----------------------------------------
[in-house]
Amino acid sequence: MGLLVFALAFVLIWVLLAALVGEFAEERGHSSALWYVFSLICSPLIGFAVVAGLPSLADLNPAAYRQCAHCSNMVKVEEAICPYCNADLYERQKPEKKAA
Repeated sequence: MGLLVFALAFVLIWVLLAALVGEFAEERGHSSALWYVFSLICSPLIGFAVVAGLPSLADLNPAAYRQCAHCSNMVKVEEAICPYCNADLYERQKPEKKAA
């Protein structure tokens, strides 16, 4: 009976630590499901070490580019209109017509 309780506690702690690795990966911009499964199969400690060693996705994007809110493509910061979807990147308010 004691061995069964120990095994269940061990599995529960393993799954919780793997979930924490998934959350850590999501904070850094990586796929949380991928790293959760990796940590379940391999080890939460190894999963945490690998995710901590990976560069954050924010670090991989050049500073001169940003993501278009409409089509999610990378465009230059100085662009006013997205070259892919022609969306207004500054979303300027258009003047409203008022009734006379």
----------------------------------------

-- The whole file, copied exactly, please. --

[in-house]
Amino acid sequence: MGLLVFALAFVLIWVLLAALVGEFAEERGHSSALWYVFSLICSPLIGFAVVAGLPSLADLNPAAYRQCAHCSNMVKVEEAICPYCNADLYERQKPEKKAA
Repeated sequence: MGLLVFALAFVLIWVLLAALVGEFAEERGHSSALWYVFSLICSPLIGFAVVAGLPSLADLNPAAYRQCAHCSNMVKVEEAICPYCNADLYERQKPEKKAA
């Protein structure tokens, strides 16, 4: 009976630590499901070490580019209109017509 309780506690702690690795990966911009499964199969400690060693996705994007809110493509910061979807990147308010 004691061995069964120990095994269940061990599995529960393993799954919780793997979930924490998934959350850590999501904070850094990586796929949380991928790293959760990796940590379940391999080890939460190894999963945490690998995710901590990976560069954050924010670090991989050049500073001169940003993501278009409409089509999610990378465009230059100085662009006013997205070259892919022609969306207004500054979303300027258009003047409203008022009734006379």